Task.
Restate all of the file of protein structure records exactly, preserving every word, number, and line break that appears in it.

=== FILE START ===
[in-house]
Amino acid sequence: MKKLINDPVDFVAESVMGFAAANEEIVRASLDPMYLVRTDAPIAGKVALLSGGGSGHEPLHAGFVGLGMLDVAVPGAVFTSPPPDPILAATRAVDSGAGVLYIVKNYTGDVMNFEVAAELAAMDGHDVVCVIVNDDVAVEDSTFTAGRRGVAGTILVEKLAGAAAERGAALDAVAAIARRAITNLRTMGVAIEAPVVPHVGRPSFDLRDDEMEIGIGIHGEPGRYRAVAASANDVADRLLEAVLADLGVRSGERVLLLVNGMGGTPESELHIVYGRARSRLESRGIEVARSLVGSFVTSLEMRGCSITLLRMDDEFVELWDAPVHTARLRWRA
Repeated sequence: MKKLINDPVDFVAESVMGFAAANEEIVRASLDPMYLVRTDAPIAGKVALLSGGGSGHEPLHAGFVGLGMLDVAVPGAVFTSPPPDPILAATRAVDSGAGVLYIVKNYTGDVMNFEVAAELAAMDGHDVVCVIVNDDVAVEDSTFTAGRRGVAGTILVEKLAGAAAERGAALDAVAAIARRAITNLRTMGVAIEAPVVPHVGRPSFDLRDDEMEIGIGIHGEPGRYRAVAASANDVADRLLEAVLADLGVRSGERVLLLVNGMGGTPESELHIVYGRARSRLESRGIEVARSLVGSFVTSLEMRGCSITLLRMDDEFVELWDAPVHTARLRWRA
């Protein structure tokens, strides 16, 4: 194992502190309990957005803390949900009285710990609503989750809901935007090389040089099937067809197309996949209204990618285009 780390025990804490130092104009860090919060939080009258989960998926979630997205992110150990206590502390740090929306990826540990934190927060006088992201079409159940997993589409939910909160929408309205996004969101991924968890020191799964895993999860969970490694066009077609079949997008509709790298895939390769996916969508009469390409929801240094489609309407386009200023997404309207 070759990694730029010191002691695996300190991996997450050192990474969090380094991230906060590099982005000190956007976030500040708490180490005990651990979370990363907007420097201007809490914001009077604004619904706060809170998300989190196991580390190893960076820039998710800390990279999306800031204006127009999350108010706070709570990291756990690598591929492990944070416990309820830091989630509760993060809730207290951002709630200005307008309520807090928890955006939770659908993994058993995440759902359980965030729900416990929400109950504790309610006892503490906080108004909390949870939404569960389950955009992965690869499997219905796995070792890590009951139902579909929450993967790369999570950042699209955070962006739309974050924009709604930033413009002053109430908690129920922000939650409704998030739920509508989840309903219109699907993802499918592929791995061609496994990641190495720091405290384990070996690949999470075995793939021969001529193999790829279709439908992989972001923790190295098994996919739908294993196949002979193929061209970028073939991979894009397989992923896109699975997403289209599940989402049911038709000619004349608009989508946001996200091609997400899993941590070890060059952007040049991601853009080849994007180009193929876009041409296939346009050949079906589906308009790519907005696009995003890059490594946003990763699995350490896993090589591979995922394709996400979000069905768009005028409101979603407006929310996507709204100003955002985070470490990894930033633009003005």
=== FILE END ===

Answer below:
[in-house]
Amino acid sequence: MKKLINDPVDFVAESVMGFAAANEEIVRASLDPMYLVRTDAPIAGKVALLSGGGSGHEPLHAGFVGLGMLDVAVPGAVFTSPPPDPILAATRAVDSGAGVLYIVKNYTGDVMNFEVAAELAAMDGHDVVCVIVNDDVAVEDSTFTAGRRGVAGTILVEKLAGAAAERGAALDAVAAIARRAITNLRTMGVAIEAPVVPHVGRPSFDLRDDEMEIGIGIHGEPGRYRAVAASANDVADRLLEAVLADLGVRSGERVLLLVNGMGGTPESELHIVYGRARSRLESRGIEVARSLVGSFVTSLEMRGCSITLLRMDDEFVELWDAPVHTARLRWRA
Repeated sequence: MKKLINDPVDFVAESVMGFAAANEEIVRASLDPMYLVRTDAPIAGKVALLSGGGSGHEPLHAGFVGLGMLDVAVPGAVFTSPPPDPILAATRAVDSGAGVLYIVKNYTGDVMNFEVAAELAAMDGHDVVCVIVNDDVAVEDSTFTAGRRGVAGTILVEKLAGAAAERGAALDAVAAIARRAITNLRTMGVAIEAPVVPHVGRPSFDLRDDEMEIGIGIHGEPGRYRAVAASANDVADRLLEAVLADLGVRSGERVLLLVNGMGGTPESELHIVYGRARSRLESRGIEVARSLVGSFVTSLEMRGCSITLLRMDDEFVELWDAPVHTARLRWRA
């Protein structure tokens, strides 16, 4: 194992502190309990957005803390949900009285710990609503989750809901935007090389040089099937067809197309996949209204990618285009 780390025990804490130092104009860090919060939080009258989960998926979630997205992110150990206590502390740090929306990826540990934190927060006088992201079409159940997993589409939910909160929408309205996004969101991924968890020191799964895993999860969970490694066009077609079949997008509709790298895939390769996916969508009469390409929801240094489609309407386009200023997404309207 070759990694730029010191002691695996300190991996997450050192990474969090380094991230906060590099982005000190956007976030500040708490180490005990651990979370990363907007420097201007809490914001009077604004619904706060809170998300989190196991580390190893960076820039998710800390990279999306800031204006127009999350108010706070709570990291756990690598591929492990944070416990309820830091989630509760993060809730207290951002709630200005307008309520807090928890955006939770659908993994058993995440759902359980965030729900416990929400109950504790309610006892503490906080108004909390949870939404569960389950955009992965690869499997219905796995070792890590009951139902579909929450993967790369999570950042699209955070962006739309974050924009709604930033413009002053109430908690129920922000939650409704998030739920509508989840309903219109699907993802499918592929791995061609496994990641190495720091405290384990070996690949999470075995793939021969001529193999790829279709439908992989972001923790190295098994996919739908294993196949002979193929061209970028073939991979894009397989992923896109699975997403289209599940989402049911038709000619004349608009989508946001996200091609997400899993941590070890060059952007040049991601853009080849994007180009193929876009041409296939346009050949079906589906308009790519907005696009995003890059490594946003990763699995350490896993090589591979995922394709996400979000069905768009005028409101979603407006929310996507709204100003955002985070470490990894930033633009003005």